Nursing Student with a Drug Addiction - Page 5Register Today!
- Apr 26, '11 by VanessaLee13Quote from dancingkayla25And I very well may not be able to live with myself either. School doesn't start until late August, so there is some time. Even though I have decided not to call now, does not mean that I can't change my mind in the future. Thanks for your support.I wouldn't be able to live with myself if I didn't say SOMETHING to SOMEONE! Hopefully he will be drug tested before the situation gets any worse.
- Apr 26, '11 by VanessaLee13Quote from rkitty198Oh so very true! At the drug rehab where my husband works, they have to actually watch the guys pee in the cup to make sure it is their urine. There was a fake penis going around trying to get around that! Amazing the things that drugs will make people do!Drug test or not, an addict can find a way to pass it...
- Apr 28, '11 by suannaTough situation- but in most states I know of, as a licenced professional you have a legal obligation to report a suspected drug problem to the supervising body- in this case the school. It's part of your professional ethics. On the other hand, violating the anonymity of a person you know through a recovery program is in violation of the statutes of the recovery group. I think you have a professional obligation to report your suspisions to the school. Because of the nature of of most recovery programs I feel you should insist on anonymity yourself with any action they take, but your responsibility to patient safety is paramount in this situation.
- Apr 28, '11 by iggy.minneBasically you have to see if your decisions is going to effect you at all..if not, do what you feel is necessary. Me - I would try to inform somebody, because you never know what patient he could be dealing with. What if the patient is your mother or father?...he's putting lives a risk!...
- May 4, '11 by HardworkeRN1234If he can pass nursing school, he will have proven himself able 1. To be sober (if he's using drugs before clinicals he'll be kicked out), 2. to care for patients without putting their lives in danger. If he uses drugs recreationally that's his personal business and you are not in any position to contact the school.
Let your husband's friend have a chance at being successful. Perhaps he will stop using drugs when he is pushing for his goals.
- May 15, '11 by RoseRN11I went through nursing school with a girl obviously addicted to drugs. She came to class/clinicals falling asleep, saying inappropriate things, one day she would talk non stop the next she'd barely speak. She made it all the way to the final semester when an issue with her preceptor forced her to withdraw (I never knew the details, if it was drug related or not). Several students made comments about her behavior to the instructors, nothing was ever done, she had excellent grades, passed all her drug tests, etc. I recently found out she was allowed to return to nursing school the following semester, and graduated. I may be wrong in my assumption but I believe she was using the whole time, even after she returned. I saw her at a department store during this time and she could hardly keep her eyes open to talk to me. I think of her and wonder where she's working and what kind of care her patients receive. My question is, what action should someone take after informing the school/instructors fails? Since she was not a licensed nurse at the time we didn't know what step to take next.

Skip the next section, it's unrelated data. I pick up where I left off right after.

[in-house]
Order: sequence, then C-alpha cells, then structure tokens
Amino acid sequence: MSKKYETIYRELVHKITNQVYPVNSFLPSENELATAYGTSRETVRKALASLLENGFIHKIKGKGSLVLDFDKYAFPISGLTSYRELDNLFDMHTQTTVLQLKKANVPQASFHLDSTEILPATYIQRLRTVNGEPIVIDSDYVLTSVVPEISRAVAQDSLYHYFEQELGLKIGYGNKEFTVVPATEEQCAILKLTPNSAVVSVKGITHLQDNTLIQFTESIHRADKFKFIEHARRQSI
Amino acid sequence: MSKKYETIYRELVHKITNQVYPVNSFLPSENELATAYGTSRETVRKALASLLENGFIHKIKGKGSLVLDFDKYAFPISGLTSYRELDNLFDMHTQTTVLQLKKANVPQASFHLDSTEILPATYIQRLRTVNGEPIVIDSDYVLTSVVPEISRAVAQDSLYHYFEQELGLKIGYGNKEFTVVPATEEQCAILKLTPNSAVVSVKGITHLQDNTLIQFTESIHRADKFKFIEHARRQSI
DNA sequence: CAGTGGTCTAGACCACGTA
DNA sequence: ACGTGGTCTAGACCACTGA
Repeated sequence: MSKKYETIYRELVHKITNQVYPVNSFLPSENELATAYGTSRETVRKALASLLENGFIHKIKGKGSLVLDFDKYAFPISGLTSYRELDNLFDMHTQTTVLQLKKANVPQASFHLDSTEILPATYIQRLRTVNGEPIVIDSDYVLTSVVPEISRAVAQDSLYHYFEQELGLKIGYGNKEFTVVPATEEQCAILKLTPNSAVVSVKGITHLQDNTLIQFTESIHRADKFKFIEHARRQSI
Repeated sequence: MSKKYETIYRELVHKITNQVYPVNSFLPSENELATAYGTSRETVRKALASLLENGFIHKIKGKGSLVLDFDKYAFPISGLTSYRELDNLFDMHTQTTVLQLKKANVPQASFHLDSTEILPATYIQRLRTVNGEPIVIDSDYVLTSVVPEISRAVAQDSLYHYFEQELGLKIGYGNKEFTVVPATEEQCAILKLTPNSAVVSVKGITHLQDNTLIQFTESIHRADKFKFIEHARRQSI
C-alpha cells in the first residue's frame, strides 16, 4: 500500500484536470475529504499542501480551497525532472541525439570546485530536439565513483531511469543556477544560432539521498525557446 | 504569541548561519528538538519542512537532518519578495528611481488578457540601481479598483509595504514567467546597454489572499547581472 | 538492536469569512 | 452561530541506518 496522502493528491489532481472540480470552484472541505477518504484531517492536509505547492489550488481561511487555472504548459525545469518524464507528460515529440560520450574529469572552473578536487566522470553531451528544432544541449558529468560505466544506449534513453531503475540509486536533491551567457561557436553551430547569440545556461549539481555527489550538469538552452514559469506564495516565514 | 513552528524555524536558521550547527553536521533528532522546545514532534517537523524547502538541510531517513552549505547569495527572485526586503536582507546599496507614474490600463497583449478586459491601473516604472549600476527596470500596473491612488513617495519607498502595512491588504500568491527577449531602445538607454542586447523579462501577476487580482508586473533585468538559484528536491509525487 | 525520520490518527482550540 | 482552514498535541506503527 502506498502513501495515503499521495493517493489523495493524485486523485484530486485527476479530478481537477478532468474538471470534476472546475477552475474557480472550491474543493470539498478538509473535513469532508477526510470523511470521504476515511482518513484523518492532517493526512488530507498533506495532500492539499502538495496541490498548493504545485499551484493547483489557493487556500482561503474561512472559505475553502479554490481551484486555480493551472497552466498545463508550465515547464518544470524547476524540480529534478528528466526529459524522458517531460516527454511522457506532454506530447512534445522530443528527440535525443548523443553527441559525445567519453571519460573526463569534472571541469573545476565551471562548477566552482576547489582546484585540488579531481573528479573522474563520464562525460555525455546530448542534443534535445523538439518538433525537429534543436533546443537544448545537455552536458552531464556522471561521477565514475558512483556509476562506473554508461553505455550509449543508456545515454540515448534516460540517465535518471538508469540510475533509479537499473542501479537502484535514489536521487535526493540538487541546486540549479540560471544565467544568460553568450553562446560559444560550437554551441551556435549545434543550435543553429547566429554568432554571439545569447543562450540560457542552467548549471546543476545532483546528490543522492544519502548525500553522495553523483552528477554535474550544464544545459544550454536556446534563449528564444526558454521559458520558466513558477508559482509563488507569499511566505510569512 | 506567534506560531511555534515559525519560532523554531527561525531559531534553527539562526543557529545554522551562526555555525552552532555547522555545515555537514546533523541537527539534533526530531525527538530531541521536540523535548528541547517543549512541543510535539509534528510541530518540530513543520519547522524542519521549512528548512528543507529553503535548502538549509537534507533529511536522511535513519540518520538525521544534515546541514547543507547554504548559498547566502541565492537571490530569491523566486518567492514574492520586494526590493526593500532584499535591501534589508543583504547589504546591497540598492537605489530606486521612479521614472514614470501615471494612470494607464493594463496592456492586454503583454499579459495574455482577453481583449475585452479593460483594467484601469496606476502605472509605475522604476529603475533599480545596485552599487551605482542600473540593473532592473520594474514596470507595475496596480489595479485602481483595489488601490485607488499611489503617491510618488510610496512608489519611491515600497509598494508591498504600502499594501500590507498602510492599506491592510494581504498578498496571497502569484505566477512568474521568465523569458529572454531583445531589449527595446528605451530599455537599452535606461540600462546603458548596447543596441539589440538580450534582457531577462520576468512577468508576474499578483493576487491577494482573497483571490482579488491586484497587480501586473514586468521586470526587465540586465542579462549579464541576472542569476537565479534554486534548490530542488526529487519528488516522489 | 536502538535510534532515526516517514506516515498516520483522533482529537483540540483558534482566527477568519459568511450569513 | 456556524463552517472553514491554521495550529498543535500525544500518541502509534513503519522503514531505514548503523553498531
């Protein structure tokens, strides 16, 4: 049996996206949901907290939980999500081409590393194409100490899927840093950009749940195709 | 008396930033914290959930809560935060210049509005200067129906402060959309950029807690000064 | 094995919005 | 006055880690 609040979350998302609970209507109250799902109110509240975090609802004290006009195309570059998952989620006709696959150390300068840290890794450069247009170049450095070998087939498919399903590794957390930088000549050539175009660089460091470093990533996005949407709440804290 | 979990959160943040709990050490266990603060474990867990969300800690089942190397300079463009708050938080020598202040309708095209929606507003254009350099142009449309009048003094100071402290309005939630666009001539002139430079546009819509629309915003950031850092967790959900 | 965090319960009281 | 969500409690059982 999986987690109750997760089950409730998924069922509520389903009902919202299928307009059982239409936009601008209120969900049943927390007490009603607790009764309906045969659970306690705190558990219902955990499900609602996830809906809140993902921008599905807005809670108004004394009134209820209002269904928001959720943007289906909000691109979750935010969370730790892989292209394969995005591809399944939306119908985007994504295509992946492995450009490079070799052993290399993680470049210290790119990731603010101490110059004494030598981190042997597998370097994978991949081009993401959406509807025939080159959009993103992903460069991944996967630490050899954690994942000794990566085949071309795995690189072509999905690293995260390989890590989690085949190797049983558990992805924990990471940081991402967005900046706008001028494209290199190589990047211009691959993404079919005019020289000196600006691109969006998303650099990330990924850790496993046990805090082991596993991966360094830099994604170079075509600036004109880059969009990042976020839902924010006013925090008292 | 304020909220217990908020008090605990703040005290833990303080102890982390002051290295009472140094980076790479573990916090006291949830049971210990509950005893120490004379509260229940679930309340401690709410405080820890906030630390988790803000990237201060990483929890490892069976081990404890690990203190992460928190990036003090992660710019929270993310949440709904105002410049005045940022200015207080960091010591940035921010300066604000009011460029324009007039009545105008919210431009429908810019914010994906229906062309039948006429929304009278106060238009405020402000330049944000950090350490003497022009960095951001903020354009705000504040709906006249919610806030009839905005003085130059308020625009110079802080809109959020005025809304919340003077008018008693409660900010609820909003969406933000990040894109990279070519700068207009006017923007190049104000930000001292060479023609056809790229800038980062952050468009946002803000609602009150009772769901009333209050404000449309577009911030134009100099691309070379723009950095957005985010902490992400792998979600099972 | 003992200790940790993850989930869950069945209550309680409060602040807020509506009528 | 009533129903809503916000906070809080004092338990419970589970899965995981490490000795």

- Nov 17, '11 by Allie191Hello Vanessa,
My boyfriend also just got accepted to a nursing program this Fall 2011, and I am also facing the same issue. I've known him for 4 years and also know his past with drug/substance abuse which he went through before we met. Fortunately though, he found his "epiphany" and on his road to a new, clean life (at least that's what he told me); however, only a few days ago, when we attended a friend's party, I caught him snorting cocaine. Since then, I've been suspecting him doing cocaine without me around. It's very upsetting and it's definitely affecting our relationship. But just like you, I am debating whether or not I should call the director of nursing. It's his dream to become a nurse and I am very happy for him that he's finally achieving that; however, he seems to be relapsing to his old ways and this concerns me a lot. Not only is he putting his life and our relationship at risk, but also the well-being of his patient/s. They already had a drug test before they went to clinicals and he passed it (because he saw that one coming and prepared for it I presume), but I might have to ask the school to do an upcoming, random one if possible. It breaks my heart to do this to the one I love, but it's for the good of others.